UK

Harvey Proctor: Former MP secures £900,000 Met payout over 'Nick' claims

Harvey Proctor Image copyright Danny Lawson/PA Wire

A former MP is to receive compensation and costs from the Metropolitan Police of nearly £900,000 over the force's disastrous investigation into false claims of a VIP paedophile ring.

Harvey Proctor, an ex-Tory politician, had his home raided following claims by fantasist Carl Beech.

Mr Proctor, 72, said he would now attempt to repair his "damaged life in the years that are left to me".

The Met confirmed a settlement was reached late on Thursday evening.

Mr Proctor will receive £500,000 in compensation and nearly £400,000 towards legal fees from Scotland Yard.

Operation Midland, which began in 2014, saw dawn raids on the homes of Mr Proctor, D-day veteran Lord Bramall - who died earlier this month, and the late Lord Brittan, following a series of allegations that turned out to be lies.

Beech - then known as "Nick" - falsely claimed that he and other boys were raped and tortured in the 1970s and 1980s by members of a VIP paedophile ring.

He is now serving an 18-year prison sentence for 12 counts of perverting the course of justice and one count of fraud.

During Beech's trial in June, Mr Proctor told of the impact the allegations had on his life. He said media interest following the police raid led to him losing his job and deciding to leave the UK to live in Spain for his own safety.

The payout is believed to be by far the biggest in relation to Operation Midland.

In 2017, the force was reported to have paid Lord Bramall and the family of Lord Brittan £100,000 each.

'Vindication'

A statement from Mr Proctor and his lawyers said the settlement was also believed to be the largest ever made by a British police force for negligent behaviour, other than in cases where the victim had been imprisoned.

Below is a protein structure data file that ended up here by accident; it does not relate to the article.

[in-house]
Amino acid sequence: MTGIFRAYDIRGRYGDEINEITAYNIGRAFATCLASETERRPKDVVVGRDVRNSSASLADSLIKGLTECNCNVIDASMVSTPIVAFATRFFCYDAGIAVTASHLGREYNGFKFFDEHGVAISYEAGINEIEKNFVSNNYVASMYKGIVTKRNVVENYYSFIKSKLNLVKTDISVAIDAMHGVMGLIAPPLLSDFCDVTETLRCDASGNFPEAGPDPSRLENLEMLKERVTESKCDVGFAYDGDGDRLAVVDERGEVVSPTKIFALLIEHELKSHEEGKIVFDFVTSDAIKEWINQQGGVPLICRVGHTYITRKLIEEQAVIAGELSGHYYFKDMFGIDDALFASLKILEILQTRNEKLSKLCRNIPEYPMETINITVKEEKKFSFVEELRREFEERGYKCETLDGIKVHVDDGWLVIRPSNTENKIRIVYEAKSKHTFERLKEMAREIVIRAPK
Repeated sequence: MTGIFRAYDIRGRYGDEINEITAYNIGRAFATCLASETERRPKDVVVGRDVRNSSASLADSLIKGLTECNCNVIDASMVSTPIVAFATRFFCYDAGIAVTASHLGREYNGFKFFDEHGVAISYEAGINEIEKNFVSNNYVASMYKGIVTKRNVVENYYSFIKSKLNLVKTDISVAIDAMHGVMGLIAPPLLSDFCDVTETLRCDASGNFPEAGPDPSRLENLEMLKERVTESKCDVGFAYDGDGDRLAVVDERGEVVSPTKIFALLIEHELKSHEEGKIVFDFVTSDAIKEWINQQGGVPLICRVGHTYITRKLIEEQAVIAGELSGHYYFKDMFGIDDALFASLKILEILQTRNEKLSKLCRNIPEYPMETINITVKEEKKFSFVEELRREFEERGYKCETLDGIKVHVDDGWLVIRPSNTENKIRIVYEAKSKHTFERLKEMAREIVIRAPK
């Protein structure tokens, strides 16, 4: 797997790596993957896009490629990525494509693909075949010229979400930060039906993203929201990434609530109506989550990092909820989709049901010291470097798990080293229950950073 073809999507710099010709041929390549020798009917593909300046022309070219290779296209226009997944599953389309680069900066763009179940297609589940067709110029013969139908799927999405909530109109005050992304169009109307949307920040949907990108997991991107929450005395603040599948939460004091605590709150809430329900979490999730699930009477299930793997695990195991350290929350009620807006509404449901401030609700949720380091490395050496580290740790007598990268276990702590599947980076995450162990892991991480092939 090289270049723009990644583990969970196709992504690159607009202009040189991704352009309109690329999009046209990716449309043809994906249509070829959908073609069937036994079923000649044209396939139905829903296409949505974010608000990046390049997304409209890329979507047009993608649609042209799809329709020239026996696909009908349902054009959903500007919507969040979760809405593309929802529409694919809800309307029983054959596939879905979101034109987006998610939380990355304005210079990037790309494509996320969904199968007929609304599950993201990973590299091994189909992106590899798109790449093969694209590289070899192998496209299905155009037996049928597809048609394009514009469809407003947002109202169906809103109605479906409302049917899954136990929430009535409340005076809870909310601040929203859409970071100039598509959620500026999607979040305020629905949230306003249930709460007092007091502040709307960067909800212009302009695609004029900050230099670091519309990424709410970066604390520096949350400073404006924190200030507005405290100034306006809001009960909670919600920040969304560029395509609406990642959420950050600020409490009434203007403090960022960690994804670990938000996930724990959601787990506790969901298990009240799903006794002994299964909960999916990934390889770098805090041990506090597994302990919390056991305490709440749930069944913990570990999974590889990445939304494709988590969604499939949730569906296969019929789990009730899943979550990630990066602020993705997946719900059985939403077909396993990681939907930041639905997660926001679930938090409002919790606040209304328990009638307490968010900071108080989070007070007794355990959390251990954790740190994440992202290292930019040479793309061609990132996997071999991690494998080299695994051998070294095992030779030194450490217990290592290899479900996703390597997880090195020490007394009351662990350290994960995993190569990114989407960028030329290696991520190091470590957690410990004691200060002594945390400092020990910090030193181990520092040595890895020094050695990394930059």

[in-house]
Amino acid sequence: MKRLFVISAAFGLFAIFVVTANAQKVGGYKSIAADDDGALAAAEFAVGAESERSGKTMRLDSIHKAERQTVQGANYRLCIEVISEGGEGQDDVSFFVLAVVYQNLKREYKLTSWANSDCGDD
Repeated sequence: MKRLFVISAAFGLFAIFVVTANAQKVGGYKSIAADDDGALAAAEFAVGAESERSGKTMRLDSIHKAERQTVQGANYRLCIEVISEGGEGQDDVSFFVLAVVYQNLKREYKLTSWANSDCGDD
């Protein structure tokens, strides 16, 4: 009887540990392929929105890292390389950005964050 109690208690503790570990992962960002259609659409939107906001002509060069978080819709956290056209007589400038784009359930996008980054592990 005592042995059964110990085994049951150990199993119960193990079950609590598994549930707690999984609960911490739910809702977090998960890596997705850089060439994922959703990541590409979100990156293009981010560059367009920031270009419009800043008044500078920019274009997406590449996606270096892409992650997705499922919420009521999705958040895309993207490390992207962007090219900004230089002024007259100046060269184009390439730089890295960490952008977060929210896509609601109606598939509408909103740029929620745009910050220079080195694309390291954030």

Mr Proctor said he had been advised that he could receive more compensation by going to court.

However, he said: "I am heartily sick of these police and their mealy-mouthed apologies to me and I did not want to take a fortune from public funds.

"Just enough to put my innocence beyond doubt, and to warn police not to make this same mistake with other people."

Mark Stephens, one of Mr Proctor's lawyers, said the case was about a "vindication of Harvey Proctor" as well as repairing the "real losses" he experienced.

As the only surviving figure who was wrongly accused by Beech, Mr Proctor said he also spoke "for the those whose voices have been stilled".

"It will take a very long time, if ever, for me to personally have confidence in the Metropolitan Police Service," he added.

'Credible and true'

The Met was heavily criticised over Operation Midland in an independent review of the case by former High Court judge Sir Richard Henriques.

He reprimanded the force for believing Beech for too long, Detective Superintendent Kenny McDonald for announcing publicly that Beech's claims were "credible and true", and officers for applying for search warrants with flawed information and for failing to close the investigation sooner.

Confirmation of the settlement came after Mr Proctor announced he had reported five former Met officers to Northumbria Police in a bid to spark a fresh inquiry into the investigation.

Northumbria referred his complaint back to Scotland Yard, which said it was still assessing it.

The Independent Office for Police Conduct watchdog found no evidence of misconduct or criminality by the officers during Operation Midland.

In his statement, Mr Proctor called for a "full criminal investigation of potential wrong doing" by officers.

More on this story